14 Feb

The within is submitted to all who tread along life’s journey in a continuing search for knowledge and improvement of that amorphous concept known as “self”. Once again, on the surface, the within article would appear to apply simply to the martial arts. I suggest that on a broader level, the within applies to all aforementioned journeymen.

Whenever a new student would enter the Dojo, I would ask the initiate what he or she hopes to achieve by undertaking the study of Karate-Do. The answers I receive from such potential initiates are as varied as the individuals themselves. There are, however, certain general themes that emerge. One such theme is the attainment of self-confidence. I would like to explore the effect of attaining self-confidence in this article.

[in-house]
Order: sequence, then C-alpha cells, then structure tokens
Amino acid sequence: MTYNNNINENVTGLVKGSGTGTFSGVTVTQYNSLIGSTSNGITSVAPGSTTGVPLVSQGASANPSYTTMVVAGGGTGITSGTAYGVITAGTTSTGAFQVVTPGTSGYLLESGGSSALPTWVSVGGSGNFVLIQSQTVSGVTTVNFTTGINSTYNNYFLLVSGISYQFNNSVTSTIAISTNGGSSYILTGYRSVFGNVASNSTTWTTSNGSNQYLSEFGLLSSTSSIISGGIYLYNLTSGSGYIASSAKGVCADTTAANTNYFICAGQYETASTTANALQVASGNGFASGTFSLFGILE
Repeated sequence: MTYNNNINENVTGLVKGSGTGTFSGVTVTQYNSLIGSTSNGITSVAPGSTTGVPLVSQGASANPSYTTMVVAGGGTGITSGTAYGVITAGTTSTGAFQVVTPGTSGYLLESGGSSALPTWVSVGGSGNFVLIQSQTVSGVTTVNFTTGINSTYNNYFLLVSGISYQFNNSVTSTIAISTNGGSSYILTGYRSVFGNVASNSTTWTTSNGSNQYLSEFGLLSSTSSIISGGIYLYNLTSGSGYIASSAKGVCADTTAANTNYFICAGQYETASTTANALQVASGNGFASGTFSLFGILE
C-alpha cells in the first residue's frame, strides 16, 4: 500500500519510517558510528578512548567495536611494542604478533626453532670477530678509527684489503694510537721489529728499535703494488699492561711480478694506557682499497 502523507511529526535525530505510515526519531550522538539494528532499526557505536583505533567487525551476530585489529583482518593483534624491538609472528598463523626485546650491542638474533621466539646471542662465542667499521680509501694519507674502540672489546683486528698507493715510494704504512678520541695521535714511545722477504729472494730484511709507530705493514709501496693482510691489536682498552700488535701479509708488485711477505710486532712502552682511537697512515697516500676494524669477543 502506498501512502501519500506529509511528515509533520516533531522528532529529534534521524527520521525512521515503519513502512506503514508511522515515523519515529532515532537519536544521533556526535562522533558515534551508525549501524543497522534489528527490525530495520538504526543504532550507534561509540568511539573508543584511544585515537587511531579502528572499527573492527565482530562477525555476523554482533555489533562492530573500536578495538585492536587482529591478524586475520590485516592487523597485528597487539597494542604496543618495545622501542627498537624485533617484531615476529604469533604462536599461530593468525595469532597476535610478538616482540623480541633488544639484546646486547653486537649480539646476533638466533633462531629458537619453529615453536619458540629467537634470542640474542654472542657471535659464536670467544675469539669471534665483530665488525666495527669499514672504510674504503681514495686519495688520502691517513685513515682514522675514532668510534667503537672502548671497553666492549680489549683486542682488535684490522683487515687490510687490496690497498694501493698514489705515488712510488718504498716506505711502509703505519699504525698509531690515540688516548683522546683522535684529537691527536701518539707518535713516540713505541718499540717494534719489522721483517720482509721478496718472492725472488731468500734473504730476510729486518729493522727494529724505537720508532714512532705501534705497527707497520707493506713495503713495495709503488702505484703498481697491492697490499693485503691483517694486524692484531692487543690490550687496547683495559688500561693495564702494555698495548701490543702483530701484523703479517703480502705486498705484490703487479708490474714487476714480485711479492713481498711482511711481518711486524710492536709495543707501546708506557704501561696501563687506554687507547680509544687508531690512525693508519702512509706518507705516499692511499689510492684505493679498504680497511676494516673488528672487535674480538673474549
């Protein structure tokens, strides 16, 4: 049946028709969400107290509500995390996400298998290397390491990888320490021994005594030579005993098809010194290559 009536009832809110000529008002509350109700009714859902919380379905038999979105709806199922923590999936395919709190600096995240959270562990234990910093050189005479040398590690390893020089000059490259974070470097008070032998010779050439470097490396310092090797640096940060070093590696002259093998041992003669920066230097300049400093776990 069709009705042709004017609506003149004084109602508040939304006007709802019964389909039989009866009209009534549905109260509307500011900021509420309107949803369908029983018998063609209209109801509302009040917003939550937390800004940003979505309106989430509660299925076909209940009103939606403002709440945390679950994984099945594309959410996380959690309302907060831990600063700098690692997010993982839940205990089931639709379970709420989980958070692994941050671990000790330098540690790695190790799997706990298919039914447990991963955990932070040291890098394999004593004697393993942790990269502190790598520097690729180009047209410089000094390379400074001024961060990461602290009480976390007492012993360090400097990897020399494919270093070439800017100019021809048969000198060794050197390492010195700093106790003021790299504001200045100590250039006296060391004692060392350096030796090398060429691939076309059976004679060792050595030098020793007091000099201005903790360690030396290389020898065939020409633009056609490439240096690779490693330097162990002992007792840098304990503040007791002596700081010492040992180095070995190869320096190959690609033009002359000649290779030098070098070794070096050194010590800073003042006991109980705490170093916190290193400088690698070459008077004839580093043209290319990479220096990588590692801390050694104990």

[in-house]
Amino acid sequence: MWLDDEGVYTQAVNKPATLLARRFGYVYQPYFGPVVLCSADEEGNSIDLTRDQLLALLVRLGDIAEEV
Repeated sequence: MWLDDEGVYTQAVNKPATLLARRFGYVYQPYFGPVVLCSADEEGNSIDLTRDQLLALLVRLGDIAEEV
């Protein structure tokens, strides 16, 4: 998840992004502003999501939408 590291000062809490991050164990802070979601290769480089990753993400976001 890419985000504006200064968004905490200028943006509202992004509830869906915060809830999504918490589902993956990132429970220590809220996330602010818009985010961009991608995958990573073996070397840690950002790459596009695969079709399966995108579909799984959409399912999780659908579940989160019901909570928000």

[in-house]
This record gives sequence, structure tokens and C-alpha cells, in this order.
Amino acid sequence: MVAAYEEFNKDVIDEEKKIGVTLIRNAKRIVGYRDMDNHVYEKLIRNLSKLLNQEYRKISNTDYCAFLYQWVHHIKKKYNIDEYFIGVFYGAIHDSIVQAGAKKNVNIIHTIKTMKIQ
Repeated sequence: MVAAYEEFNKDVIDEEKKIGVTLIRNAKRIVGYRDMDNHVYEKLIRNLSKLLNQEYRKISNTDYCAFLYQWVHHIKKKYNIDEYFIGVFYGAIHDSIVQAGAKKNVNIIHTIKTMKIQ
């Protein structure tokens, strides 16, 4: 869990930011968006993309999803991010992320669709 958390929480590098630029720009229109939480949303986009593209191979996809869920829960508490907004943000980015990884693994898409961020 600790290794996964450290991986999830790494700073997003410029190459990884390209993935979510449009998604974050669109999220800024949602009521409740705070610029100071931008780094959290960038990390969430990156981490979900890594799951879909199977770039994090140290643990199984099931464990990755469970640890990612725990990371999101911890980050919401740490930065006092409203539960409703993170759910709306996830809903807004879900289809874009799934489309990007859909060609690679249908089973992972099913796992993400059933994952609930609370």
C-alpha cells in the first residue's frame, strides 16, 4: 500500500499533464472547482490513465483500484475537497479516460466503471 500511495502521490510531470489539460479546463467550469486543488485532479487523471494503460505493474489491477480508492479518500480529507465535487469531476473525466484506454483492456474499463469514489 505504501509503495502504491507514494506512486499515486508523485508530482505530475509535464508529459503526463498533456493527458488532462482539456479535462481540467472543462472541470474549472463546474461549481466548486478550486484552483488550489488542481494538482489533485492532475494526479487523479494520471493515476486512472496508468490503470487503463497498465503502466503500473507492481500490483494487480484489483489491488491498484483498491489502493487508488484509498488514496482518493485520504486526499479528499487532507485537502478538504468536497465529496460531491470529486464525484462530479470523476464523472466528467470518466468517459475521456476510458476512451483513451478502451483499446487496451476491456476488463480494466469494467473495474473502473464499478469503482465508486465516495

Initially, I note that I will not address the mechanics of how and why Karate-Do and other martial arts build self-confidence. I submit that it is axiomatic that self-confidence is discovered and nurtured through Karate-Do. The same is true of other art forms such as music, painting, Yoga and Zazen (seated meditation). In fact any endeavor that mandates periods of introspection by the practitioner will foster self-confidence as a consequence of self-discovery. Having said that, there is a crucial turning point in the evolutionary process of self-discovery that leads to the attainment of self-confidence. The turning point is at the event horizon when one’s self is discovered, realized and defined. It is at this event horizon that one’s awareness of oneself breeds a sense of self-confidence. Once self-confidence is attained, the event horizon dictates that one can undertake two possible future paths.

 Path of Multiple Torii at Fushimi Inari Taisha, Kyoto, Japan